After the announcement of Telltale’s closure, fans have rallied around the workers. Major studios such as Sony Santa Monica, Naughty Dog, and Gearbox have expressed solidarity and offered new positions for the beleaguered Telltale staff.

The 225 former employees fired on Friday were allowed back on Monday for three hours to collect their belongings. “Despite my tweets, it hasn’t really hit me yet,” tweeted narrative designer Grace Buck. “But I know tomorrow will.”

What Telltale’s Legacy Can Look Like

I personally felt numbed by this development. In a way I grew up with Telltale, . I remember protecting Clementine and watching her grow up over the next few seasons of the Walking Dead. I loved the neo-noir atmosphere of the Wolf Among Us and relished playing as Bruce Wayne in the Batman games. Even the weaker games, such as Game of Thrones and Guardians of the Galaxy, were worth one playthrough.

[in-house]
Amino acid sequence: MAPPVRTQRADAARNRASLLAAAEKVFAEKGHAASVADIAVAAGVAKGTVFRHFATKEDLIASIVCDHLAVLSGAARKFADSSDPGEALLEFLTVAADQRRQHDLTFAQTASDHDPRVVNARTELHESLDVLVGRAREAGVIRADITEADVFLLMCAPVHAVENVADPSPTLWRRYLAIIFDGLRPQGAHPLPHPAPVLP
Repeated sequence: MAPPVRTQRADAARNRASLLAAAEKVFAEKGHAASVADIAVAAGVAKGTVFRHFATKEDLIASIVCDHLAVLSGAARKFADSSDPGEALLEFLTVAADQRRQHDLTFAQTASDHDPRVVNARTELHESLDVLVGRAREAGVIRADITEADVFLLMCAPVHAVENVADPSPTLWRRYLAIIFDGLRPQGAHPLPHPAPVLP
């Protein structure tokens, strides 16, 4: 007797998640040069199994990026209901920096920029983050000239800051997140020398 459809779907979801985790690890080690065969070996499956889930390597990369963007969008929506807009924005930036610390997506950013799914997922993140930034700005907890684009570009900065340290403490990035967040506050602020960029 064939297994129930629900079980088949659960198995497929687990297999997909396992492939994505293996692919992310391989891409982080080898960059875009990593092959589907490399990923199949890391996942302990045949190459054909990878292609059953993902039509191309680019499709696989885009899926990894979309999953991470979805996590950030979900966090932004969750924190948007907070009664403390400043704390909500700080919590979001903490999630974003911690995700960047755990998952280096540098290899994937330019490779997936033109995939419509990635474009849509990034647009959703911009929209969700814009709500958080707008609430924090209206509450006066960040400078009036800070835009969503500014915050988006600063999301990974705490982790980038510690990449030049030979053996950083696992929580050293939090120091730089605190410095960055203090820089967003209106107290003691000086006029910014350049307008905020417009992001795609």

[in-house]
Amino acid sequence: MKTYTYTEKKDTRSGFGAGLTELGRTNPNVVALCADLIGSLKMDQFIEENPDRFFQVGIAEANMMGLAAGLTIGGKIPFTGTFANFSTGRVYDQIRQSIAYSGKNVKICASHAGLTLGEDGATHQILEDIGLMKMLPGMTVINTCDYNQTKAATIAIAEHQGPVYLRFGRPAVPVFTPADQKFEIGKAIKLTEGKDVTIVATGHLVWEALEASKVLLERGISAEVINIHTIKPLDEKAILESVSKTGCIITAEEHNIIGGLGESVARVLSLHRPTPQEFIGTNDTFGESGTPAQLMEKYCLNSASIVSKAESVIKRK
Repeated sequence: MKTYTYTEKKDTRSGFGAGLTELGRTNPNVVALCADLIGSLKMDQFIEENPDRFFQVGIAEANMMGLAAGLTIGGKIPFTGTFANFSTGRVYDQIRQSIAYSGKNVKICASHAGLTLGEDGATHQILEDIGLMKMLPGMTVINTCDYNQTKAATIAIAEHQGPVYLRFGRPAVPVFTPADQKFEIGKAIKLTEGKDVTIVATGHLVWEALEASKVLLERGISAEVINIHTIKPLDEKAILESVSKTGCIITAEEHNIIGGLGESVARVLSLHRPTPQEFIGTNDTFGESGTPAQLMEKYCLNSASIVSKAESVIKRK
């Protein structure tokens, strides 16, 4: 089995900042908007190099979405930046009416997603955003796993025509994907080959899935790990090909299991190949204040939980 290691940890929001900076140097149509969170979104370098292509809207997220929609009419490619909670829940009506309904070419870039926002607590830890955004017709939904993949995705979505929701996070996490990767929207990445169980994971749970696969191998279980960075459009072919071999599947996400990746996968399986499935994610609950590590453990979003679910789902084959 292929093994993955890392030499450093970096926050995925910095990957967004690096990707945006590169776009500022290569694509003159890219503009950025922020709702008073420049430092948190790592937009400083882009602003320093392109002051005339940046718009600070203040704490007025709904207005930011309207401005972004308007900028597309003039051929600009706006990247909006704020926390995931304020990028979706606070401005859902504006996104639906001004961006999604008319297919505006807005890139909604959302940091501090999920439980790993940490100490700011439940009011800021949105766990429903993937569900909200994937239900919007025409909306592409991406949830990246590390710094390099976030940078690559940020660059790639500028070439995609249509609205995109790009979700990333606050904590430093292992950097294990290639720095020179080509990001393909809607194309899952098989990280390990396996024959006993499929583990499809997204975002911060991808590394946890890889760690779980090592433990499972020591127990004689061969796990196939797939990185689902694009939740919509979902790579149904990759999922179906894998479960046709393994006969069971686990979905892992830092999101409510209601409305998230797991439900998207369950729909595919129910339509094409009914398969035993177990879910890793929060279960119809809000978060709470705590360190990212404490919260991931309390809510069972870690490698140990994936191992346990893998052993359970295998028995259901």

Melissa Hutchison, the actress who voiced Clementine for the Walking Dead games, penned a heartfelt letter for the fans. “It hurts to know that all of the extremely talented actors who lent voice to this final season, won’t get to experience the final ending of one of the best damn game titles in the history of games,” Hutchison said. “and it hurts to know that long-awaited titles like a second season of The Wolf Among Us won’t be made.”

It still hasn’t hit home that Telltale isn’t going to be producing new seasons of the Wolf Among Us, or Batman. Although their work was always flawed, there was something to be appreciated in the very human stories they told. We hope that others can take the right lessons from their rise and demise, and continue producing content that invokes the best elements of interactive storytelling.